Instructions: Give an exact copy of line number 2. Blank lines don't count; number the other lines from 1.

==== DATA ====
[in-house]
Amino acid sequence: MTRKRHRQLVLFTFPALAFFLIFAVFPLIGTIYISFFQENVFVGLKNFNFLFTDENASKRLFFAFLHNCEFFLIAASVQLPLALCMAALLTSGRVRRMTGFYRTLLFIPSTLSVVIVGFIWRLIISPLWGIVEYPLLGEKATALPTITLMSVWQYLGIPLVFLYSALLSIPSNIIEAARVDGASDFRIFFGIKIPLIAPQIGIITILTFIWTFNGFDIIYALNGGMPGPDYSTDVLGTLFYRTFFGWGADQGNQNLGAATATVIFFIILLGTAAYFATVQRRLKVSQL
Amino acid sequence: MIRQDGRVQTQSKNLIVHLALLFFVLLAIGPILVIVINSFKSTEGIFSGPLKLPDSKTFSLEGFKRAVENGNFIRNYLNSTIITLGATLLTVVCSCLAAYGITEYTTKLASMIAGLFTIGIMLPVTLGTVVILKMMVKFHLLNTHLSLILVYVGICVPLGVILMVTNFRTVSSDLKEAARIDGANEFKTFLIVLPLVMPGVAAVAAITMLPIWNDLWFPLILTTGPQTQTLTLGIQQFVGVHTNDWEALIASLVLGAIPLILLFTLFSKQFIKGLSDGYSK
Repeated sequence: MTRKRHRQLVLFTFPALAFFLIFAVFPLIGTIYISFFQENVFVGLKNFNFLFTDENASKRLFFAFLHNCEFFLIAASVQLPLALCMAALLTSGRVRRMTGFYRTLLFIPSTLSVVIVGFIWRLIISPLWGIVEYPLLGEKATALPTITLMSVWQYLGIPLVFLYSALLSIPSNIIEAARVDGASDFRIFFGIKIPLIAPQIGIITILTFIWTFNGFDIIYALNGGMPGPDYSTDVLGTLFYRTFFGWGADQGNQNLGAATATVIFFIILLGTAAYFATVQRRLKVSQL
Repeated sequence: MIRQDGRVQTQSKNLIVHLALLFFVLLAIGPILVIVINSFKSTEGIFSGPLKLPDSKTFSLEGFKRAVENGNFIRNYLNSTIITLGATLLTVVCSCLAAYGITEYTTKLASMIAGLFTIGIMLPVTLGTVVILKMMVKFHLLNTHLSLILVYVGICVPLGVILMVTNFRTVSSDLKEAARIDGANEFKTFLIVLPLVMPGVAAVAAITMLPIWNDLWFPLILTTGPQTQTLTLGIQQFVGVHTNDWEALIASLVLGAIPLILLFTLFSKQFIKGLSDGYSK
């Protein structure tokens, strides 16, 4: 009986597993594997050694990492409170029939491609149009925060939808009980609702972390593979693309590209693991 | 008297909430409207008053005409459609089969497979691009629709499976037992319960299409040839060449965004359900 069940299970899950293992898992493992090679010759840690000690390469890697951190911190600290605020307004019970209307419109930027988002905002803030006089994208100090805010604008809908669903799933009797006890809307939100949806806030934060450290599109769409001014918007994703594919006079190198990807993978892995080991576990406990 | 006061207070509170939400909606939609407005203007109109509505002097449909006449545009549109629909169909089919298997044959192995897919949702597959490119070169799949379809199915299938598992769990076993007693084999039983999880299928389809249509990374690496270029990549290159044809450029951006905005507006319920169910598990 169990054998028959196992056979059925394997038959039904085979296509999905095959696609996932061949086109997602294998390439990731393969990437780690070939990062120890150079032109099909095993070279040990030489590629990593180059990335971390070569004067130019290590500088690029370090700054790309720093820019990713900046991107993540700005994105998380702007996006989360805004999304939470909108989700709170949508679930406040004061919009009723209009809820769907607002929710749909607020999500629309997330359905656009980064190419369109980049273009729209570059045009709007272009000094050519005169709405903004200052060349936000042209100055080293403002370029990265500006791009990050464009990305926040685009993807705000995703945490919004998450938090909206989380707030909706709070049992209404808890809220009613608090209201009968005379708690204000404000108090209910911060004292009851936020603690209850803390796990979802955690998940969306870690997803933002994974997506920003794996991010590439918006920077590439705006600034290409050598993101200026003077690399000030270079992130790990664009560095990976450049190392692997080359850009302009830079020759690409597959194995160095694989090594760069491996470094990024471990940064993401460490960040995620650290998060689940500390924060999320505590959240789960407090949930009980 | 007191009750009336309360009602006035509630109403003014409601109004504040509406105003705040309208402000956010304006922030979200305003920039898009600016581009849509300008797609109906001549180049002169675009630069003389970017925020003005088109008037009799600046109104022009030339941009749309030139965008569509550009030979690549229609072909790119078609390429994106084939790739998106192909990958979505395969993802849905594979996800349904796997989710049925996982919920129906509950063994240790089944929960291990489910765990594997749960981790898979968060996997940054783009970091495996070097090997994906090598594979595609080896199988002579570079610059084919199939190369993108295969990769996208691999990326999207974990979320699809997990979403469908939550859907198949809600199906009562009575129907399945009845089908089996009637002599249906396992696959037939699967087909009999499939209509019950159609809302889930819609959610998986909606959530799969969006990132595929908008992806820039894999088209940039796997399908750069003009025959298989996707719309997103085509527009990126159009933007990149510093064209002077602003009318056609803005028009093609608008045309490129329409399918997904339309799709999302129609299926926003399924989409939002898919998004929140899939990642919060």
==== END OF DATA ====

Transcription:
Amino acid sequence: MTRKRHRQLVLFTFPALAFFLIFAVFPLIGTIYISFFQENVFVGLKNFNFLFTDENASKRLFFAFLHNCEFFLIAASVQLPLALCMAALLTSGRVRRMTGFYRTLLFIPSTLSVVIVGFIWRLIISPLWGIVEYPLLGEKATALPTITLMSVWQYLGIPLVFLYSALLSIPSNIIEAARVDGASDFRIFFGIKIPLIAPQIGIITILTFIWTFNGFDIIYALNGGMPGPDYSTDVLGTLFYRTFFGWGADQGNQNLGAATATVIFFIILLGTAAYFATVQRRLKVSQL